), of Tyre, a Greek geographer, who lived in the middle of the second century of the Christian era.
He was the immediate predecessor of Ptolemy, who frequently refers to him. Marinus was undoubtedly the founder of mathematical geography in antiquity; and we learn from Ptolemy's own statement (1.6) that he based his whole work upon that of Marinus.
The chief merit of Marinus was, that he put an end to the uncertainty that had hitherto prevailed respecting the positions of places, by assigning to each its latitude and longitude.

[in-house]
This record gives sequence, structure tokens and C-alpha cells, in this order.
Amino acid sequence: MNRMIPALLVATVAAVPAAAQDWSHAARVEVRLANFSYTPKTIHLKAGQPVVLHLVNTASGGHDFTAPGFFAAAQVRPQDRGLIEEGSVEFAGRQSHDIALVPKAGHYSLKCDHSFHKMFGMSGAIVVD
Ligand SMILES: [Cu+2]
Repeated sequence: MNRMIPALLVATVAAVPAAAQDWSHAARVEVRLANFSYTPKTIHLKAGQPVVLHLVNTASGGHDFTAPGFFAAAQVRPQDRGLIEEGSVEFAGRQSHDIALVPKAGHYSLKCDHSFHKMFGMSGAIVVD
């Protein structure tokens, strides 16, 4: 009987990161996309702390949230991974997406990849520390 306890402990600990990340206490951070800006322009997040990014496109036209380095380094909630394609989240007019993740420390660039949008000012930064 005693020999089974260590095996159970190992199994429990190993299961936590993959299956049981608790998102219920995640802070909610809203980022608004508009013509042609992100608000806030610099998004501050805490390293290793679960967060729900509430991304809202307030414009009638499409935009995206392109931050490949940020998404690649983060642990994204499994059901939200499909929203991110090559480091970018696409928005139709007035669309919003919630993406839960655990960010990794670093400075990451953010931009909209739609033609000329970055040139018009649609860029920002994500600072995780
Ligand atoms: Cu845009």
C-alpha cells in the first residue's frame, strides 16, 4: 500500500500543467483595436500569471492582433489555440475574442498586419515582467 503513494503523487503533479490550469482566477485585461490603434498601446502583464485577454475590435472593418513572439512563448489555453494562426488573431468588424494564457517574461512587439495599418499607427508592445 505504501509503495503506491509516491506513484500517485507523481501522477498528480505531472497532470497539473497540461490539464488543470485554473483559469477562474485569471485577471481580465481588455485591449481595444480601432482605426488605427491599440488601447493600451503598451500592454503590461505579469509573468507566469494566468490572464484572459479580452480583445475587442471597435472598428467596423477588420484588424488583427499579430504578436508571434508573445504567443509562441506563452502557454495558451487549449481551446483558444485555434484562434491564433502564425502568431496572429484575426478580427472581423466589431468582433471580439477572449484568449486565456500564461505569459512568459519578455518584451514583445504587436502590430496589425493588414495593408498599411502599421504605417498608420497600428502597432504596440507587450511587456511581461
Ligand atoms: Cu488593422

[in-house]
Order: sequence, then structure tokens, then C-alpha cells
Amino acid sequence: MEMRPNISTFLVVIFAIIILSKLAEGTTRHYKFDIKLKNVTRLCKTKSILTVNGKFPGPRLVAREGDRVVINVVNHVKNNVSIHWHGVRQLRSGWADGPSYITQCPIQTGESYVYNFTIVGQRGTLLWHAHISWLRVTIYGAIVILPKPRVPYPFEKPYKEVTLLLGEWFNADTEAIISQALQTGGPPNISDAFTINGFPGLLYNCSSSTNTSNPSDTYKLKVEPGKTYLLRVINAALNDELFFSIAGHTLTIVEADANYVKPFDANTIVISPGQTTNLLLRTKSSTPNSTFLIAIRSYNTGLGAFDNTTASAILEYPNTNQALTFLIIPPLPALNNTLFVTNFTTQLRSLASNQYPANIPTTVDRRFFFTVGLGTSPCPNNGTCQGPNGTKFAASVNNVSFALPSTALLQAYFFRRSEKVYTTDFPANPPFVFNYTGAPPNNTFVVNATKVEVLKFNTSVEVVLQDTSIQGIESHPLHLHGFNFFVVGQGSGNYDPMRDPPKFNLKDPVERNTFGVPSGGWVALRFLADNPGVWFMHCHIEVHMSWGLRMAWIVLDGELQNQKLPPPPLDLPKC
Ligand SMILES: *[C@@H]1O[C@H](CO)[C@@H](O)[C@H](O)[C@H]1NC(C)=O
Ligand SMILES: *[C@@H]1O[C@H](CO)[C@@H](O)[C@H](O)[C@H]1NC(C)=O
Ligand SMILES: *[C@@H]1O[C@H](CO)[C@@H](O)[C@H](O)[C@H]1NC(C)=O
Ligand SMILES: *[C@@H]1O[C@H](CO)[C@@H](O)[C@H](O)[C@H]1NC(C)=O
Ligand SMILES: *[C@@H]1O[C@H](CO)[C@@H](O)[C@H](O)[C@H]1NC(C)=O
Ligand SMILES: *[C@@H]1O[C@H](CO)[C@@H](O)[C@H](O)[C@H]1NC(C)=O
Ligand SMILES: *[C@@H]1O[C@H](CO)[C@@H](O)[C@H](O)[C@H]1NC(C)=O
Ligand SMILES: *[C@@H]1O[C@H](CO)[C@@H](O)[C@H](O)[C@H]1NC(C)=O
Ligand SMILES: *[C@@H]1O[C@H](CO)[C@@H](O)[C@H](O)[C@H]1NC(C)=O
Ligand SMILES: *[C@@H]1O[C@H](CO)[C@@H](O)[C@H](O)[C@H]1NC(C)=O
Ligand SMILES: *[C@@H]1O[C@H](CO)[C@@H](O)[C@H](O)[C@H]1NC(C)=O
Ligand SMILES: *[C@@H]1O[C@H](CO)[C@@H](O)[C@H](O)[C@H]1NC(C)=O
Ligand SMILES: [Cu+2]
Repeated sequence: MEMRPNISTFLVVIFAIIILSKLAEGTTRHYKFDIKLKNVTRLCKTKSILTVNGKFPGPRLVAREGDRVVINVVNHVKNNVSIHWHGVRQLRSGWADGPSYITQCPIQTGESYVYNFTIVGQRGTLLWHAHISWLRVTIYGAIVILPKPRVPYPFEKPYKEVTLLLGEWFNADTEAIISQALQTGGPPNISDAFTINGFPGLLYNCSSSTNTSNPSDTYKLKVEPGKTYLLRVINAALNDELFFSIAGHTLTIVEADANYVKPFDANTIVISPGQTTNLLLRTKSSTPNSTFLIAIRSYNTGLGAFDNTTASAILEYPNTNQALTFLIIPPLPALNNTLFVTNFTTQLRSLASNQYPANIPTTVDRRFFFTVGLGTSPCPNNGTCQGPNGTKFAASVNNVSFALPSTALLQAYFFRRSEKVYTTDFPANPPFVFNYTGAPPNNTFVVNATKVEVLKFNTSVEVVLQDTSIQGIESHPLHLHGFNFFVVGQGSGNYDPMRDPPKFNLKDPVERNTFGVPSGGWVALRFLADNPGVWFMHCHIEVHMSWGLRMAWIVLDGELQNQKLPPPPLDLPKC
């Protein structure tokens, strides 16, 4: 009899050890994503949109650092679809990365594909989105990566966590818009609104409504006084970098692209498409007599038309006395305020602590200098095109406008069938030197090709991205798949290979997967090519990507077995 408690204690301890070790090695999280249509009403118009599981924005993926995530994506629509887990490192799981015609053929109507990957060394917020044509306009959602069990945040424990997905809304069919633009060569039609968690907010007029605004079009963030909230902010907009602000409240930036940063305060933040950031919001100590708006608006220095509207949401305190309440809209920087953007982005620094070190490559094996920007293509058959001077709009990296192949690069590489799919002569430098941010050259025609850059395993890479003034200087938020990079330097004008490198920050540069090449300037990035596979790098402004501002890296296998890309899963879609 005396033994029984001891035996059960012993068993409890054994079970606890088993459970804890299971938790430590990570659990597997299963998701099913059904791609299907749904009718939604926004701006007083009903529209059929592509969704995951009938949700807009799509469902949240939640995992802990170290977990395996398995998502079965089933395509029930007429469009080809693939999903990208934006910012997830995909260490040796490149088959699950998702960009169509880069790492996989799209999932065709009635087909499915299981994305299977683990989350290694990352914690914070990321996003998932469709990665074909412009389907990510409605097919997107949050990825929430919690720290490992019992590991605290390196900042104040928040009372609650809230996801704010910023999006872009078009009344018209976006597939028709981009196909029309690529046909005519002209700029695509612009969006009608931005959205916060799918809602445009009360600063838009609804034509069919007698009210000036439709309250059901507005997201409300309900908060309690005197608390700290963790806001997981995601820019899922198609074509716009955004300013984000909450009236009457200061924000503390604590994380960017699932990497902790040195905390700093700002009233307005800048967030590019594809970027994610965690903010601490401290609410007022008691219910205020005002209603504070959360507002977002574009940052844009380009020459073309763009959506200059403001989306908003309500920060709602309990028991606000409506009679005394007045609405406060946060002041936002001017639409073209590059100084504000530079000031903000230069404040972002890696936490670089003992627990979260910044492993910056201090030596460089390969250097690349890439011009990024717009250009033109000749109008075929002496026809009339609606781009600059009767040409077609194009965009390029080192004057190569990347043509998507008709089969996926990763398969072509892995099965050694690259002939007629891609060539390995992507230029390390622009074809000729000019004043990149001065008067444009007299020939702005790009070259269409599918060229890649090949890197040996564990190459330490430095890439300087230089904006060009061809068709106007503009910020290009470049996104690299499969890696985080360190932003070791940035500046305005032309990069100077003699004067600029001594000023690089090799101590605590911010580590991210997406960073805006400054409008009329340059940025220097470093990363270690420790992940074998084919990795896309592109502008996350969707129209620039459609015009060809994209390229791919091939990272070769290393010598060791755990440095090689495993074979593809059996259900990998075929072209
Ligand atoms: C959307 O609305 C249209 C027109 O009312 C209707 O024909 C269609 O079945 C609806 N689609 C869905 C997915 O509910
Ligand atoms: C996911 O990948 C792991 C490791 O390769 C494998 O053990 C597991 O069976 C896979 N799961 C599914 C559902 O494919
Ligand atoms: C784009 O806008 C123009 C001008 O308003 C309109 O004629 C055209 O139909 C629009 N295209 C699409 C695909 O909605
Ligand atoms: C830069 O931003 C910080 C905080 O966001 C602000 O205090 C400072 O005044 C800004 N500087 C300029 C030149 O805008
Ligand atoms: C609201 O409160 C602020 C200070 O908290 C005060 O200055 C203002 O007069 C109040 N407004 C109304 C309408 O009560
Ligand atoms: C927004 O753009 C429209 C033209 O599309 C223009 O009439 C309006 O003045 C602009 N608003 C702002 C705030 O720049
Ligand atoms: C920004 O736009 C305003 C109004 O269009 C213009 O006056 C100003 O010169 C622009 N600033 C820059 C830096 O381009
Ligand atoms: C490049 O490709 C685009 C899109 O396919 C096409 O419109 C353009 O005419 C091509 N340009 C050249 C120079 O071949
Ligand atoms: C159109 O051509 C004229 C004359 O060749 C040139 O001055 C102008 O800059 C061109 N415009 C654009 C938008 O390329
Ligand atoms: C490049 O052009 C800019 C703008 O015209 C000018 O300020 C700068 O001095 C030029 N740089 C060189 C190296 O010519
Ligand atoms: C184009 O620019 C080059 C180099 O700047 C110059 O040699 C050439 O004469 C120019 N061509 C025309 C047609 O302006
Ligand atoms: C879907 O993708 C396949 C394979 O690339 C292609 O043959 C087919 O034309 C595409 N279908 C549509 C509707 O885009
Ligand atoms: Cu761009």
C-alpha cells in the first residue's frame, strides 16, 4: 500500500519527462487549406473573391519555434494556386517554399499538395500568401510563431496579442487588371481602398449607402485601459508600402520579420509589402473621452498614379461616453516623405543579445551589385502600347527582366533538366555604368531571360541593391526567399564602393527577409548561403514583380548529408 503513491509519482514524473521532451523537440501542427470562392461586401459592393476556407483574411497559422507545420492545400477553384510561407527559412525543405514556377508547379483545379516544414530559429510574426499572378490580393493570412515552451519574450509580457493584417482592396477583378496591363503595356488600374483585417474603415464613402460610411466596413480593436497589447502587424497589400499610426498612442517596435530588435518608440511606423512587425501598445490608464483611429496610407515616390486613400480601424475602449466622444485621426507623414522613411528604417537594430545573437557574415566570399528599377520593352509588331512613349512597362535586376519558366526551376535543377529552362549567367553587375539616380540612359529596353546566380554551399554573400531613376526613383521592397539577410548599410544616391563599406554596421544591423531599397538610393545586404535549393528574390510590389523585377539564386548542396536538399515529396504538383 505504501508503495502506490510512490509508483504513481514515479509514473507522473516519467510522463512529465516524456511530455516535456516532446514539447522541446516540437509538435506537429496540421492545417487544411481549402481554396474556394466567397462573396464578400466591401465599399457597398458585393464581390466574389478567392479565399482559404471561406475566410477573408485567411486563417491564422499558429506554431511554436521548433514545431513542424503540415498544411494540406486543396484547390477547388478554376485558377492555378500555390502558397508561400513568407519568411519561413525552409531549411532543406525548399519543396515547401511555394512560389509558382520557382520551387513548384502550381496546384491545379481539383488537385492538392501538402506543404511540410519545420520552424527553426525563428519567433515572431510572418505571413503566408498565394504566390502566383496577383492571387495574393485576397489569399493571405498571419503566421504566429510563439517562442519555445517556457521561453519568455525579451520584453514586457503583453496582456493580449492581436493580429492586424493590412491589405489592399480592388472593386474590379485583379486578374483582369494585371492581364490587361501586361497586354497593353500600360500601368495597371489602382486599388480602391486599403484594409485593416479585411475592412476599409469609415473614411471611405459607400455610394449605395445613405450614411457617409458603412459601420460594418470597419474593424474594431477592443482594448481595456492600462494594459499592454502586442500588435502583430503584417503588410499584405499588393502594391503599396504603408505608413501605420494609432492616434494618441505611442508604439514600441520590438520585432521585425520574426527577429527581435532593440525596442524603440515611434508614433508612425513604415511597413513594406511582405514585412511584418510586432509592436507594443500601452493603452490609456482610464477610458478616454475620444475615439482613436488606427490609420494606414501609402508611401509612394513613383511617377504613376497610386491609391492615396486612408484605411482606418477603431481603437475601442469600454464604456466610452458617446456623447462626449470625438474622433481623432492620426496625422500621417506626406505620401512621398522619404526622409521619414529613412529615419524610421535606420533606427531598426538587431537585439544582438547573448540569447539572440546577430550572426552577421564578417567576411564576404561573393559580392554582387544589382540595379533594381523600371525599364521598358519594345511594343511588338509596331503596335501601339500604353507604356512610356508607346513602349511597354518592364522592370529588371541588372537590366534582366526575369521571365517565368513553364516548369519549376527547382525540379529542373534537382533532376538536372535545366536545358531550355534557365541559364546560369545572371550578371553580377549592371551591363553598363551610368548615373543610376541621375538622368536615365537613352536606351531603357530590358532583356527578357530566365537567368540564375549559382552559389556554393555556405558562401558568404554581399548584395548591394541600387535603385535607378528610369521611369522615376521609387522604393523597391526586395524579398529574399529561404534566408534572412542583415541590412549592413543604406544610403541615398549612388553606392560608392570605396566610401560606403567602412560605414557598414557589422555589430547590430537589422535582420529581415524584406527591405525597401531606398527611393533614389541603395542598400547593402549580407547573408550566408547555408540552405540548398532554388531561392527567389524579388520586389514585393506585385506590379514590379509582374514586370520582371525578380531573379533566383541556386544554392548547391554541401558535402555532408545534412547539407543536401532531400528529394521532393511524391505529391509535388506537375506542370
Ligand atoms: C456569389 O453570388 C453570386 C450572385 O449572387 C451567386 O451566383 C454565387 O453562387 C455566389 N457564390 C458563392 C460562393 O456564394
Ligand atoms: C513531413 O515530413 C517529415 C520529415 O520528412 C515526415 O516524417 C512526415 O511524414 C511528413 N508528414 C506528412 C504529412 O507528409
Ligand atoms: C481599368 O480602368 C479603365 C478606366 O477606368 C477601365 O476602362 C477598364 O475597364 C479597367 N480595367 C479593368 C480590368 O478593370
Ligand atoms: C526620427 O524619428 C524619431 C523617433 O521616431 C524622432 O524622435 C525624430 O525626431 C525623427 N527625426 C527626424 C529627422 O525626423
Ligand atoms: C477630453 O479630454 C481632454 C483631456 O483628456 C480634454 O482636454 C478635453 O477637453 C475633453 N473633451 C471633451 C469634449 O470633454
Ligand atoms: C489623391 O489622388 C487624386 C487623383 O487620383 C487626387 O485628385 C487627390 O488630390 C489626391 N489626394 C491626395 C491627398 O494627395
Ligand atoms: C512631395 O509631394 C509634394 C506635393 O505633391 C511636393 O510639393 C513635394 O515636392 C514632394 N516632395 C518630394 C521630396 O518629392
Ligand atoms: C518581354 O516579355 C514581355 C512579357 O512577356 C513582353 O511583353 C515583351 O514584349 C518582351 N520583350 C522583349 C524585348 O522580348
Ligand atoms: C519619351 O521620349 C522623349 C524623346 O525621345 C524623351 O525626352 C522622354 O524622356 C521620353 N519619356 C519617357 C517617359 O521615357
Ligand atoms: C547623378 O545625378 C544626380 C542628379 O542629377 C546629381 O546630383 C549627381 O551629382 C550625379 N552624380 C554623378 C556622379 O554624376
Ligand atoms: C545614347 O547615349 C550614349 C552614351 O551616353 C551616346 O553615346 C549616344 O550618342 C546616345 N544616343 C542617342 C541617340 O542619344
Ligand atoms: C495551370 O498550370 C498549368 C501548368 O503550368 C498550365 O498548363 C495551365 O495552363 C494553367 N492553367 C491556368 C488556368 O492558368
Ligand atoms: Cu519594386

He also constructed maps for his works on much improved principles, which are spoken of under PTOLEMAEUS. In order to obtain as much accuracy as possible, Marinus was indefatigable in studying the works of his predecessors, the diaries kept by travellers, and every available source.
He made many alterations in the second edition of his work, and would have still further improved it if he had not been carried off by an untimely death.
Ukert, Geographie der Griechen und Römer,
vol. i. pars i. p. 227, &c., pars ii. pp. 194, &c., 278; Forbiger, Handbuch der Alten Geographie,
vol. i. p. 365, &c.